I finished “What We Lost in the Great War” with a shock of nonrecognition. This is not because of Gordon’s sensible conclusions about the cataclysmic effects of World War I but because of his panegyric to the nineteenth century’s discovery of democracy and capitalism simultaneously, each dependent upon the other. Democracy flourished in the age of unrestrained plutocracy? I beg to differ. For over a generation, whichever political party won the meaningless elections merely strengthened the economic status quo. Was it the unenforced and unenforceable Sherman Antitrust Act of 1890 that started to stem the power of wealth? Or was it the Progressive Era, of the early twentieth century?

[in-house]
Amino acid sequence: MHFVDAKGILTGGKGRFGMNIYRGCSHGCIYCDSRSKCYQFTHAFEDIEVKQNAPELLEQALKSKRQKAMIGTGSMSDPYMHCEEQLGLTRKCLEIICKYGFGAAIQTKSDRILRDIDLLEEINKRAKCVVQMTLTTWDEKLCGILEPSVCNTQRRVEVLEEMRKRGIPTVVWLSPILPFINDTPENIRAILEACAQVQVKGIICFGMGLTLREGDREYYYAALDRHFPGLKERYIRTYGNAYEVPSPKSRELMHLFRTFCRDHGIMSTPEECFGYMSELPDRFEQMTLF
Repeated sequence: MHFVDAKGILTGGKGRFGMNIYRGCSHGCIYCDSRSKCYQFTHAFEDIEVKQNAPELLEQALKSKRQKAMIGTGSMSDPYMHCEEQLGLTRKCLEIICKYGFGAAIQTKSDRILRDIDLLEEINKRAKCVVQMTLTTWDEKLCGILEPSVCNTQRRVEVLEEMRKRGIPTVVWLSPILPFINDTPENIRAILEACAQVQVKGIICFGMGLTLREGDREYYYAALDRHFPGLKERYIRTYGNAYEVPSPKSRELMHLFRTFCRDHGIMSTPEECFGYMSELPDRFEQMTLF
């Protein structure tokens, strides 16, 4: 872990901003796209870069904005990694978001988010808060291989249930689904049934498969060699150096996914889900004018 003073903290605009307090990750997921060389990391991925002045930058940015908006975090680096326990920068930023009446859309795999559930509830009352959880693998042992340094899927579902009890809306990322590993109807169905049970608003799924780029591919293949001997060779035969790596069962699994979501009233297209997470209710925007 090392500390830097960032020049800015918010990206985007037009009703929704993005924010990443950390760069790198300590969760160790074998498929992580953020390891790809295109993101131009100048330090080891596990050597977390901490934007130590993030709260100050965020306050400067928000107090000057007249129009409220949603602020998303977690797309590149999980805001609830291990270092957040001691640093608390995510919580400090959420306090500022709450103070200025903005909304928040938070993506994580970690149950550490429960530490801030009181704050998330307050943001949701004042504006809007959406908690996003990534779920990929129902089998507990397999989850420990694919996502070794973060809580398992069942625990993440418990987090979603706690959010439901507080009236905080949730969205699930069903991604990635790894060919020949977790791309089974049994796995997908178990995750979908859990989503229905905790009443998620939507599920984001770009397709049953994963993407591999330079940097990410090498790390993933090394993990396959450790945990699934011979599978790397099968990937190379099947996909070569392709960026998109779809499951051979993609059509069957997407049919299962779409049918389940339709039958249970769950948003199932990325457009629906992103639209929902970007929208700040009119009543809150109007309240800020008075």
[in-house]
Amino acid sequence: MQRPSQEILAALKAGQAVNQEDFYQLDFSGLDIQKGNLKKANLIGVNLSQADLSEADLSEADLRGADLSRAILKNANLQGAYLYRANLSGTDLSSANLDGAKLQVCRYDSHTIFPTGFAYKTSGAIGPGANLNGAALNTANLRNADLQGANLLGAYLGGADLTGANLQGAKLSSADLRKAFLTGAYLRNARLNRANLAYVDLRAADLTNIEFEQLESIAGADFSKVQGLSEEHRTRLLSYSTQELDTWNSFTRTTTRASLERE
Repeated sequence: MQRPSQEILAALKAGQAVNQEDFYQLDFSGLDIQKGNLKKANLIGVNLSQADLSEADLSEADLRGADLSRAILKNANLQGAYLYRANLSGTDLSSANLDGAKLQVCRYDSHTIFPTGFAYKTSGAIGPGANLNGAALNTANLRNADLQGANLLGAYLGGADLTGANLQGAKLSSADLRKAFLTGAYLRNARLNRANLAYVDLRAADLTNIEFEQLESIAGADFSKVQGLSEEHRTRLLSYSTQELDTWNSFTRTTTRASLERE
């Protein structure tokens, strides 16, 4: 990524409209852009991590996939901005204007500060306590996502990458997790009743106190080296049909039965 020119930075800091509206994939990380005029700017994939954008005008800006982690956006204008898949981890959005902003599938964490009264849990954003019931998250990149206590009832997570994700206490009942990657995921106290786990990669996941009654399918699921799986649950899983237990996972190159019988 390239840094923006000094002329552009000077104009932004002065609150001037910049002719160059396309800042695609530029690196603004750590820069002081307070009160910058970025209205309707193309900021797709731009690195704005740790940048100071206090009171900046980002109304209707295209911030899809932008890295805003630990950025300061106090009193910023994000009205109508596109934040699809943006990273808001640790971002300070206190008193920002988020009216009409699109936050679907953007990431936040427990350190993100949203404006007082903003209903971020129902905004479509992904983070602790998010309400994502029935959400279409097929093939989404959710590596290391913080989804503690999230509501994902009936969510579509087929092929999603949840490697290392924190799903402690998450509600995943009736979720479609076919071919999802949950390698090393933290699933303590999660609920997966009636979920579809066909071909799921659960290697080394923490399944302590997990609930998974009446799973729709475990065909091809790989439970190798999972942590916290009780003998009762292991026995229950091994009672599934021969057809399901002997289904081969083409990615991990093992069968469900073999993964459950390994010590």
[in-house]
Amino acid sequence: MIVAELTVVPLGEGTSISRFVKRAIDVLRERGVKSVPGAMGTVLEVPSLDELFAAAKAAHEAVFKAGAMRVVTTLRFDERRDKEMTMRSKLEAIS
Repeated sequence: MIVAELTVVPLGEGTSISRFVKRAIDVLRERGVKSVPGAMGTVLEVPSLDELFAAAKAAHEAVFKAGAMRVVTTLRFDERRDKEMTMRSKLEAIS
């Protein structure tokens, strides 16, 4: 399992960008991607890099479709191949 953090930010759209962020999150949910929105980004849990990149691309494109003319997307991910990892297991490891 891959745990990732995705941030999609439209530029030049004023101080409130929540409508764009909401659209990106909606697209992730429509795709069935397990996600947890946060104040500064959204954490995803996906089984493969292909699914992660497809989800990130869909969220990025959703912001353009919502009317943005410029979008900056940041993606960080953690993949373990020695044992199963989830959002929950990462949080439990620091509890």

After a lifetime of researching, writing, and teaching American history, I find the nineteenth century no golden age to be reattained, nor, despite the country’s overall triumphant success story, has there ever been any such desire, except perhaps in the post-Civil War South.